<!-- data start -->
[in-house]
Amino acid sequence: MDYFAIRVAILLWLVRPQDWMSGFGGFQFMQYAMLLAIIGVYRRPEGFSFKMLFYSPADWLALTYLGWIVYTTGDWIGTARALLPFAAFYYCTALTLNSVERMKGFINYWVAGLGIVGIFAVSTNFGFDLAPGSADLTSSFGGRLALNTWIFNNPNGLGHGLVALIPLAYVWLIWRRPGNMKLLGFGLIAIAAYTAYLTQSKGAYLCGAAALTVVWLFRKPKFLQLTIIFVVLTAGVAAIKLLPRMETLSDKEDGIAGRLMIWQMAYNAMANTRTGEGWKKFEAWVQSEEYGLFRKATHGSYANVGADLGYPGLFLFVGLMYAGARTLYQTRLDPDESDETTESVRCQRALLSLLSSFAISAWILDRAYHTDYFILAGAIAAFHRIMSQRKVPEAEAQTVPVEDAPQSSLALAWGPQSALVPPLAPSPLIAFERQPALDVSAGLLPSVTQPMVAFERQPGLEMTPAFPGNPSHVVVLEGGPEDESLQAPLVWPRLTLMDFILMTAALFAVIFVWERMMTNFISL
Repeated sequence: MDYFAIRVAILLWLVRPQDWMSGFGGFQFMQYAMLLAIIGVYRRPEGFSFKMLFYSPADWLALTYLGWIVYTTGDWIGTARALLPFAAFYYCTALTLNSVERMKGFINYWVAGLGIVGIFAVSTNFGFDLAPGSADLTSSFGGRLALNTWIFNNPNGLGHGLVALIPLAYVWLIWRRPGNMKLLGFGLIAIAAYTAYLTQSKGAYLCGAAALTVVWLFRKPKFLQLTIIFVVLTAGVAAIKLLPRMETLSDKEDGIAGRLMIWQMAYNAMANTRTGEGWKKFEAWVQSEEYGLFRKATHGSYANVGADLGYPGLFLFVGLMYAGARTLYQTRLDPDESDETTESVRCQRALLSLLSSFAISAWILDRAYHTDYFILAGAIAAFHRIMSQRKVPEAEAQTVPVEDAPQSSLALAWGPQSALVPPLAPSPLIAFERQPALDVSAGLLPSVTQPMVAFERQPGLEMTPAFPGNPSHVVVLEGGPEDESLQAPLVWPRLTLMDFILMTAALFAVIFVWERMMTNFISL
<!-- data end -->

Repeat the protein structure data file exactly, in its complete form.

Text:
[in-house]
Amino acid sequence: MDYFAIRVAILLWLVRPQDWMSGFGGFQFMQYAMLLAIIGVYRRPEGFSFKMLFYSPADWLALTYLGWIVYTTGDWIGTARALLPFAAFYYCTALTLNSVERMKGFINYWVAGLGIVGIFAVSTNFGFDLAPGSADLTSSFGGRLALNTWIFNNPNGLGHGLVALIPLAYVWLIWRRPGNMKLLGFGLIAIAAYTAYLTQSKGAYLCGAAALTVVWLFRKPKFLQLTIIFVVLTAGVAAIKLLPRMETLSDKEDGIAGRLMIWQMAYNAMANTRTGEGWKKFEAWVQSEEYGLFRKATHGSYANVGADLGYPGLFLFVGLMYAGARTLYQTRLDPDESDETTESVRCQRALLSLLSSFAISAWILDRAYHTDYFILAGAIAAFHRIMSQRKVPEAEAQTVPVEDAPQSSLALAWGPQSALVPPLAPSPLIAFERQPALDVSAGLLPSVTQPMVAFERQPGLEMTPAFPGNPSHVVVLEGGPEDESLQAPLVWPRLTLMDFILMTAALFAVIFVWERMMTNFISL
Repeated sequence: MDYFAIRVAILLWLVRPQDWMSGFGGFQFMQYAMLLAIIGVYRRPEGFSFKMLFYSPADWLALTYLGWIVYTTGDWIGTARALLPFAAFYYCTALTLNSVERMKGFINYWVAGLGIVGIFAVSTNFGFDLAPGSADLTSSFGGRLALNTWIFNNPNGLGHGLVALIPLAYVWLIWRRPGNMKLLGFGLIAIAAYTAYLTQSKGAYLCGAAALTVVWLFRKPKFLQLTIIFVVLTAGVAAIKLLPRMETLSDKEDGIAGRLMIWQMAYNAMANTRTGEGWKKFEAWVQSEEYGLFRKATHGSYANVGADLGYPGLFLFVGLMYAGARTLYQTRLDPDESDETTESVRCQRALLSLLSSFAISAWILDRAYHTDYFILAGAIAAFHRIMSQRKVPEAEAQTVPVEDAPQSSLALAWGPQSALVPPLAPSPLIAFERQPALDVSAGLLPSVTQPMVAFERQPGLEMTPAFPGNPSHVVVLEGGPEDESLQAPLVWPRLTLMDFILMTAALFAVIFVWERMMTNFISL